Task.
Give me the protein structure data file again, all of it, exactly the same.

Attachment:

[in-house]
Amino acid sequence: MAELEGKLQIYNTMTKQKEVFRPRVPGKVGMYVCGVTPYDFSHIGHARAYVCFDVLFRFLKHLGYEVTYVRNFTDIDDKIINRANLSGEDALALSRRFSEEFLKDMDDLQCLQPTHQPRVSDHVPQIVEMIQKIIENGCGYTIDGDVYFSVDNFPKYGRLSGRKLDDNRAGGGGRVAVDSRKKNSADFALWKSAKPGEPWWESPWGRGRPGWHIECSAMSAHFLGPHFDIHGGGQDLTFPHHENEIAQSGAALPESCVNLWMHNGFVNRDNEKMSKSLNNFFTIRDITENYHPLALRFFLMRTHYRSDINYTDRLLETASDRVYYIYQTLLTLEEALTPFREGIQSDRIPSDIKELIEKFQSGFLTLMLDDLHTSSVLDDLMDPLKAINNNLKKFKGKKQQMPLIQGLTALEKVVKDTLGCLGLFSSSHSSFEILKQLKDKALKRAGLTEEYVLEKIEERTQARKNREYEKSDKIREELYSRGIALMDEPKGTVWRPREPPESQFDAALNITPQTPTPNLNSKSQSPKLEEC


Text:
[in-house]
Amino acid sequence: MAELEGKLQIYNTMTKQKEVFRPRVPGKVGMYVCGVTPYDFSHIGHARAYVCFDVLFRFLKHLGYEVTYVRNFTDIDDKIINRANLSGEDALALSRRFSEEFLKDMDDLQCLQPTHQPRVSDHVPQIVEMIQKIIENGCGYTIDGDVYFSVDNFPKYGRLSGRKLDDNRAGGGGRVAVDSRKKNSADFALWKSAKPGEPWWESPWGRGRPGWHIECSAMSAHFLGPHFDIHGGGQDLTFPHHENEIAQSGAALPESCVNLWMHNGFVNRDNEKMSKSLNNFFTIRDITENYHPLALRFFLMRTHYRSDINYTDRLLETASDRVYYIYQTLLTLEEALTPFREGIQSDRIPSDIKELIEKFQSGFLTLMLDDLHTSSVLDDLMDPLKAINNNLKKFKGKKQQMPLIQGLTALEKVVKDTLGCLGLFSSSHSSFEILKQLKDKALKRAGLTEEYVLEKIEERTQARKNREYEKSDKIREELYSRGIALMDEPKGTVWRPREPPESQFDAALNITPQTPTPNLNSKSQSPKLEEC